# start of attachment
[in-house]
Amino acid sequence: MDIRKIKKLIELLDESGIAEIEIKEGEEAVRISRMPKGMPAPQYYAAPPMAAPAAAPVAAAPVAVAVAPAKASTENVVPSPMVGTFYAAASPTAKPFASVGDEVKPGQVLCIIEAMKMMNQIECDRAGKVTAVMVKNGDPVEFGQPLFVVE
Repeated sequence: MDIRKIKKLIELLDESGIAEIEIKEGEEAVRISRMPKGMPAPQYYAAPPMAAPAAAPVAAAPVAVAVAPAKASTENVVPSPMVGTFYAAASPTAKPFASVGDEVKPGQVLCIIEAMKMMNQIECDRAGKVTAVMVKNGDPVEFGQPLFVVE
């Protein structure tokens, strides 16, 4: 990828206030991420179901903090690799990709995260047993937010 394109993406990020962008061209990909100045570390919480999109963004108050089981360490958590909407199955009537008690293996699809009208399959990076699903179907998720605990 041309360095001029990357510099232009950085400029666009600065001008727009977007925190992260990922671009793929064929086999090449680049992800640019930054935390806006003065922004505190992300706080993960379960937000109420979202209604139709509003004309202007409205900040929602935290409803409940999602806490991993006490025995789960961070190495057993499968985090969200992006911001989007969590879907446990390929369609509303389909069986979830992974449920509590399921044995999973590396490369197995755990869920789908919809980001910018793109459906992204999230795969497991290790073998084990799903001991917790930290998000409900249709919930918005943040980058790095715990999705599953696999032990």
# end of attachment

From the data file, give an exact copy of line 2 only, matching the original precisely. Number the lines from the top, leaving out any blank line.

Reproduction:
Amino acid sequence: MDIRKIKKLIELLDESGIAEIEIKEGEEAVRISRMPKGMPAPQYYAAPPMAAPAAAPVAAAPVAVAVAPAKASTENVVPSPMVGTFYAAASPTAKPFASVGDEVKPGQVLCIIEAMKMMNQIECDRAGKVTAVMVKNGDPVEFGQPLFVVE